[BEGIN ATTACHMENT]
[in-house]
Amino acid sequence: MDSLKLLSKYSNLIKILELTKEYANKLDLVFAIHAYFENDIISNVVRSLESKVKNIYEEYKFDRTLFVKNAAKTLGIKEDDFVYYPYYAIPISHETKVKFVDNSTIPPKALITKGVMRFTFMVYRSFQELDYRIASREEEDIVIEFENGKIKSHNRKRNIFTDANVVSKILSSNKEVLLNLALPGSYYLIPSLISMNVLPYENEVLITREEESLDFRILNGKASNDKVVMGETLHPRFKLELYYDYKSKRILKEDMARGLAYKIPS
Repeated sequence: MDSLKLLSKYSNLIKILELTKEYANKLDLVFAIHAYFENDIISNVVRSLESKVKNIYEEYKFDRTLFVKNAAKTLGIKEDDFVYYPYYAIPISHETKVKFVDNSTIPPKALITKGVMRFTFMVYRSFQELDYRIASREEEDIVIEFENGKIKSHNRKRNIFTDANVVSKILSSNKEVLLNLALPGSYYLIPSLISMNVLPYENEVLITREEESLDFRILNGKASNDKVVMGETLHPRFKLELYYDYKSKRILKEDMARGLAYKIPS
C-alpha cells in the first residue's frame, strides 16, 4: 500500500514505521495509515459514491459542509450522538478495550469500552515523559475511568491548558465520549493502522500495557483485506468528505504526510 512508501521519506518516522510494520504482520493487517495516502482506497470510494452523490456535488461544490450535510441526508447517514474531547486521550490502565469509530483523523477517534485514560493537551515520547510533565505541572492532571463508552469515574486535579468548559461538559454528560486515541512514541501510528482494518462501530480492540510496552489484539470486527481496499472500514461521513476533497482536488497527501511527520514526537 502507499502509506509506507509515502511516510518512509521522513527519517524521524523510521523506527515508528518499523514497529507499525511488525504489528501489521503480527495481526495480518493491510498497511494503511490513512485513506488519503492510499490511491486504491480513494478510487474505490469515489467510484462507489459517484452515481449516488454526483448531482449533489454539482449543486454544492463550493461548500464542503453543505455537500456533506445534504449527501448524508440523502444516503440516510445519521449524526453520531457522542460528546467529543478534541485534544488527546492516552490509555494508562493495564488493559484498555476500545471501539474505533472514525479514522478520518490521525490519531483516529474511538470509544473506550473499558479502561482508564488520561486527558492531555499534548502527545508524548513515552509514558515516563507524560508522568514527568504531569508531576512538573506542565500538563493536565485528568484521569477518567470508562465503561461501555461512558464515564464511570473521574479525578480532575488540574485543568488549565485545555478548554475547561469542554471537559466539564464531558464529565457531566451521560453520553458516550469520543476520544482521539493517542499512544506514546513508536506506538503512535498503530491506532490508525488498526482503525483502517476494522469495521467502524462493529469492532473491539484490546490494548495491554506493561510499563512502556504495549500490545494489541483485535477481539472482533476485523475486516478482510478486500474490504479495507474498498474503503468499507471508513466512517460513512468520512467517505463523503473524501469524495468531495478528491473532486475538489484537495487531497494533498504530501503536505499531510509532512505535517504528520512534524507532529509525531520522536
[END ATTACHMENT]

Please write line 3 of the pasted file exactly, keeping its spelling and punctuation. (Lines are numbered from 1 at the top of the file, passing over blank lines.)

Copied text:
Repeated sequence: MDSLKLLSKYSNLIKILELTKEYANKLDLVFAIHAYFENDIISNVVRSLESKVKNIYEEYKFDRTLFVKNAAKTLGIKEDDFVYYPYYAIPISHETKVKFVDNSTIPPKALITKGVMRFTFMVYRSFQELDYRIASREEEDIVIEFENGKIKSHNRKRNIFTDANVVSKILSSNKEVLLNLALPGSYYLIPSLISMNVLPYENEVLITREEESLDFRILNGKASNDKVVMGETLHPRFKLELYYDYKSKRILKEDMARGLAYKIPS